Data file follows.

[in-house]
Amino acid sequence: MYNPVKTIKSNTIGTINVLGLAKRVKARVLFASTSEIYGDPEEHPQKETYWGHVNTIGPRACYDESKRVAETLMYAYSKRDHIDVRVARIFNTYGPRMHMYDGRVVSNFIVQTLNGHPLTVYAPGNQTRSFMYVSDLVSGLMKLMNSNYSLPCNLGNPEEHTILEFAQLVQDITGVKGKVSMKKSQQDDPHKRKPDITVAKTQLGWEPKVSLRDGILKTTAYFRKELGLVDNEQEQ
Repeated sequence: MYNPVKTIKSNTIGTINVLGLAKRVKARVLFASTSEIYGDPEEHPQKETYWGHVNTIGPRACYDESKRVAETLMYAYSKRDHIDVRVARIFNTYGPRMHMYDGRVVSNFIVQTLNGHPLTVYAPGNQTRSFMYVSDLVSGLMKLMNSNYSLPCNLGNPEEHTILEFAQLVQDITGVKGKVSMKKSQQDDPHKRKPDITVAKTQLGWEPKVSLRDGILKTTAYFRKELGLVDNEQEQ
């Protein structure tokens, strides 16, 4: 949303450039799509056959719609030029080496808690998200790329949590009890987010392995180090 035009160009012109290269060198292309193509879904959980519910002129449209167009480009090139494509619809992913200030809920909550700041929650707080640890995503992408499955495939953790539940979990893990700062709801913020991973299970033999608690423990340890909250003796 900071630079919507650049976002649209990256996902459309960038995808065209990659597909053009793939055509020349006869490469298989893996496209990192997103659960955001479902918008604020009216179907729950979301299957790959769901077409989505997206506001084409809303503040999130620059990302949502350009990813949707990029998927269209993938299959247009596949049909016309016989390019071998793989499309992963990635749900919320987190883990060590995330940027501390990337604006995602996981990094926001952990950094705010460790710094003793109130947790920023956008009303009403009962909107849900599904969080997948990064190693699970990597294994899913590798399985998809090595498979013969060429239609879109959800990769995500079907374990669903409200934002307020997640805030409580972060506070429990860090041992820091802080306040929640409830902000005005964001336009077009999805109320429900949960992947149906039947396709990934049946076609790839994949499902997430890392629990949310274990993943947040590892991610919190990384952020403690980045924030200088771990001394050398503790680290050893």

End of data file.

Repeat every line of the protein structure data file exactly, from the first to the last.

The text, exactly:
[in-house]
Amino acid sequence: MYNPVKTIKSNTIGTINVLGLAKRVKARVLFASTSEIYGDPEEHPQKETYWGHVNTIGPRACYDESKRVAETLMYAYSKRDHIDVRVARIFNTYGPRMHMYDGRVVSNFIVQTLNGHPLTVYAPGNQTRSFMYVSDLVSGLMKLMNSNYSLPCNLGNPEEHTILEFAQLVQDITGVKGKVSMKKSQQDDPHKRKPDITVAKTQLGWEPKVSLRDGILKTTAYFRKELGLVDNEQEQ
Repeated sequence: MYNPVKTIKSNTIGTINVLGLAKRVKARVLFASTSEIYGDPEEHPQKETYWGHVNTIGPRACYDESKRVAETLMYAYSKRDHIDVRVARIFNTYGPRMHMYDGRVVSNFIVQTLNGHPLTVYAPGNQTRSFMYVSDLVSGLMKLMNSNYSLPCNLGNPEEHTILEFAQLVQDITGVKGKVSMKKSQQDDPHKRKPDITVAKTQLGWEPKVSLRDGILKTTAYFRKELGLVDNEQEQ
């Protein structure tokens, strides 16, 4: 949303450039799509056959719609030029080496808690998200790329949590009890987010392995180090 035009160009012109290269060198292309193509879904959980519910002129449209167009480009090139494509619809992913200030809920909550700041929650707080640890995503992408499955495939953790539940979990893990700062709801913020991973299970033999608690423990340890909250003796 900071630079919507650049976002649209990256996902459309960038995808065209990659597909053009793939055509020349006869490469298989893996496209990192997103659960955001479902918008604020009216179907729950979301299957790959769901077409989505997206506001084409809303503040999130620059990302949502350009990813949707990029998927269209993938299959247009596949049909016309016989390019071998793989499309992963990635749900919320987190883990060590995330940027501390990337604006995602996981990094926001952990950094705010460790710094003793109130947790920023956008009303009403009962909107849900599904969080997948990064190693699970990597294994899913590798399985998809090595498979013969060429239609879109959800990769995500079907374990669903409200934002307020997640805030409580972060506070429990860090041992820091802080306040929640409830902000005005964001336009077009999805109320429900949960992947149906039947396709990934049946076609790839994949499902997430890392629990949310274990993943947040590892991610919190990384952020403690980045924030200088771990001394050398503790680290050893």